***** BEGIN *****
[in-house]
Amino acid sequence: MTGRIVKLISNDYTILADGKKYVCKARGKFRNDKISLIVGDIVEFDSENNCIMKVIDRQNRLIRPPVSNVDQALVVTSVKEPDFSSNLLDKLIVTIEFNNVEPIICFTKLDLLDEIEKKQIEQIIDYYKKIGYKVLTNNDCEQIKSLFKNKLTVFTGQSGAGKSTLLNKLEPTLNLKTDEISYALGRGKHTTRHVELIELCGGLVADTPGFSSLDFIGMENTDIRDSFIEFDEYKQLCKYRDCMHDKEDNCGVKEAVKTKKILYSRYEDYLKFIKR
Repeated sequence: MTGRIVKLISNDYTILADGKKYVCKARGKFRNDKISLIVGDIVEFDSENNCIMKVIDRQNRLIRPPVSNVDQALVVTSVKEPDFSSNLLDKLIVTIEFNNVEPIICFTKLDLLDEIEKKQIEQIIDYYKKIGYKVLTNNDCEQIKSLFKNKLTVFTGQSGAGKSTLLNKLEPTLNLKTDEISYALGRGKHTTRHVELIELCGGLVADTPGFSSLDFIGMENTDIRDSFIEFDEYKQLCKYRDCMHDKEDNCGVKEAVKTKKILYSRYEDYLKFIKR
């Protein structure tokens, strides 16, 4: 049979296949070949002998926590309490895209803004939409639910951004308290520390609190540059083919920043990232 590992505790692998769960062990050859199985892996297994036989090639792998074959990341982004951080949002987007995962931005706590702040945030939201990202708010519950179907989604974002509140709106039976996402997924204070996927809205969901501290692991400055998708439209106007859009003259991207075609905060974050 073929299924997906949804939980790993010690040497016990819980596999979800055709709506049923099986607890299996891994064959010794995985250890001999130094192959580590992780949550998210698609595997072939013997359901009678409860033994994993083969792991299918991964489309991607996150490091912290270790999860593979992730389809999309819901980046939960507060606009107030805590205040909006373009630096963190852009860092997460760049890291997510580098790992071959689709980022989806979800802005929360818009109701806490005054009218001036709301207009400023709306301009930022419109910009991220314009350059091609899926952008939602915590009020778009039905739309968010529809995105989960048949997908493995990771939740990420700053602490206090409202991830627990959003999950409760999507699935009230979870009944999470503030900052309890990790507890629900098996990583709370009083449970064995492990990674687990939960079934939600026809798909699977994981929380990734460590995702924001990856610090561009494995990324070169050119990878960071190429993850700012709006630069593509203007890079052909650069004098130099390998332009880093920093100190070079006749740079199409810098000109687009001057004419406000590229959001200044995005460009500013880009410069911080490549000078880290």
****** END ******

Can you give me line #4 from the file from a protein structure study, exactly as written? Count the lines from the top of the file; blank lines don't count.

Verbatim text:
């Protein structure tokens, strides 16, 4: 049979296949070949002998926590309490895209803004939409639910951004308290520390609190540059083919920043990232 590992505790692998769960062990050859199985892996297994036989090639792998074959990341982004951080949002987007995962931005706590702040945030939201990202708010519950179907989604974002509140709106039976996402997924204070996927809205969901501290692991400055998708439209106007859009003259991207075609905060974050 073929299924997906949804939980790993010690040497016990819980596999979800055709709506049923099986607890299996891994064959010794995985250890001999130094192959580590992780949550998210698609595997072939013997359901009678409860033994994993083969792991299918991964489309991607996150490091912290270790999860593979992730389809999309819901980046939960507060606009107030805590205040909006373009630096963190852009860092997460760049890291997510580098790992071959689709980022989806979800802005929360818009109701806490005054009218001036709301207009400023709306301009930022419109910009991220314009350059091609899926952008939602915590009020778009039905739309968010529809995105989960048949997908493995990771939740990420700053602490206090409202991830627990959003999950409760999507699935009230979870009944999470503030900052309890990790507890629900098996990583709370009083449970064995492990990674687990939960079934939600026809798909699977994981929380990734460590995702924001990856610090561009494995990324070169050119990878960071190429993850700012709006630069593509203007890079052909650069004098130099390998332009880093920093100190070079006749740079199409810098000109687009001057004419406000590229959001200044995005460009500013880009410069911080490549000078880290």